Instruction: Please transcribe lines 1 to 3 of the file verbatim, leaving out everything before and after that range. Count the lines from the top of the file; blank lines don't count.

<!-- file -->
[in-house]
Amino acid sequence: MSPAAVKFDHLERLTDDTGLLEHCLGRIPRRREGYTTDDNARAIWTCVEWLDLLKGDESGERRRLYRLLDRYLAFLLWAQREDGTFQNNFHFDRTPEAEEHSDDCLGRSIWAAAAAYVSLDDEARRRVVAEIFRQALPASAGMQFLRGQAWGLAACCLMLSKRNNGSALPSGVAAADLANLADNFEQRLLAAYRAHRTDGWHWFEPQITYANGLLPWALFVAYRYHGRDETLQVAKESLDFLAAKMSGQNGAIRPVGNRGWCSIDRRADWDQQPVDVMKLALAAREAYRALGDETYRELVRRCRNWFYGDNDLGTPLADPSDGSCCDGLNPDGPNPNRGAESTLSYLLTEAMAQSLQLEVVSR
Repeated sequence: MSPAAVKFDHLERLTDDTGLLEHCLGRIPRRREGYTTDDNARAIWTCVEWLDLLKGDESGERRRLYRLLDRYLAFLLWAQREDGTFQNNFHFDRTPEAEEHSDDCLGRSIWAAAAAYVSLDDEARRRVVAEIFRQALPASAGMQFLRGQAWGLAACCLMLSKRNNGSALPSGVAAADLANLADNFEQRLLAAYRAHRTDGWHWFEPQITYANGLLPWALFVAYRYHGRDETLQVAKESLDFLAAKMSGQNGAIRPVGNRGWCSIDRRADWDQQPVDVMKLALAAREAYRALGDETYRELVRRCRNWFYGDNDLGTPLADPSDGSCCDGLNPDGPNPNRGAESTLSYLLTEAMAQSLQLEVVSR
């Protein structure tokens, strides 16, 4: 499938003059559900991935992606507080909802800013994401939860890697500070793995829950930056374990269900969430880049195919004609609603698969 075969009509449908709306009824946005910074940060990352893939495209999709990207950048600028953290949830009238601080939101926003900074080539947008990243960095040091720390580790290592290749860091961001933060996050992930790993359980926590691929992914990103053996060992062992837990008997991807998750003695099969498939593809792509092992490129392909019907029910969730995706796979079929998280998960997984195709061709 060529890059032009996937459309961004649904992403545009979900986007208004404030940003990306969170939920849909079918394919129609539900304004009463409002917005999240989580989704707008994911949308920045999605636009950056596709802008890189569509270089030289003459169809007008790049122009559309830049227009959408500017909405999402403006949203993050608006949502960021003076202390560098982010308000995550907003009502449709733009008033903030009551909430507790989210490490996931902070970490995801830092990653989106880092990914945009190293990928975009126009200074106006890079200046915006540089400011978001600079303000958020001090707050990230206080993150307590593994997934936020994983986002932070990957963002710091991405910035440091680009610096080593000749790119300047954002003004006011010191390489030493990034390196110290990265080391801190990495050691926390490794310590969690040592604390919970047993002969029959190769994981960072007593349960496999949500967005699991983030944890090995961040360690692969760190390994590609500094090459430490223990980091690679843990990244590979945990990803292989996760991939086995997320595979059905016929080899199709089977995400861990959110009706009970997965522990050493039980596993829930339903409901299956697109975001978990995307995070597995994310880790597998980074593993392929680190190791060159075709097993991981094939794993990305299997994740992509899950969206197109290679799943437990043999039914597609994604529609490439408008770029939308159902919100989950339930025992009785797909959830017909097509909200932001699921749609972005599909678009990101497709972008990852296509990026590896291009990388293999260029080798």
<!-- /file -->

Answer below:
[in-house]
Amino acid sequence: MSPAAVKFDHLERLTDDTGLLEHCLGRIPRRREGYTTDDNARAIWTCVEWLDLLKGDESGERRRLYRLLDRYLAFLLWAQREDGTFQNNFHFDRTPEAEEHSDDCLGRSIWAAAAAYVSLDDEARRRVVAEIFRQALPASAGMQFLRGQAWGLAACCLMLSKRNNGSALPSGVAAADLANLADNFEQRLLAAYRAHRTDGWHWFEPQITYANGLLPWALFVAYRYHGRDETLQVAKESLDFLAAKMSGQNGAIRPVGNRGWCSIDRRADWDQQPVDVMKLALAAREAYRALGDETYRELVRRCRNWFYGDNDLGTPLADPSDGSCCDGLNPDGPNPNRGAESTLSYLLTEAMAQSLQLEVVSR
Repeated sequence: MSPAAVKFDHLERLTDDTGLLEHCLGRIPRRREGYTTDDNARAIWTCVEWLDLLKGDESGERRRLYRLLDRYLAFLLWAQREDGTFQNNFHFDRTPEAEEHSDDCLGRSIWAAAAAYVSLDDEARRRVVAEIFRQALPASAGMQFLRGQAWGLAACCLMLSKRNNGSALPSGVAAADLANLADNFEQRLLAAYRAHRTDGWHWFEPQITYANGLLPWALFVAYRYHGRDETLQVAKESLDFLAAKMSGQNGAIRPVGNRGWCSIDRRADWDQQPVDVMKLALAAREAYRALGDETYRELVRRCRNWFYGDNDLGTPLADPSDGSCCDGLNPDGPNPNRGAESTLSYLLTEAMAQSLQLEVVSR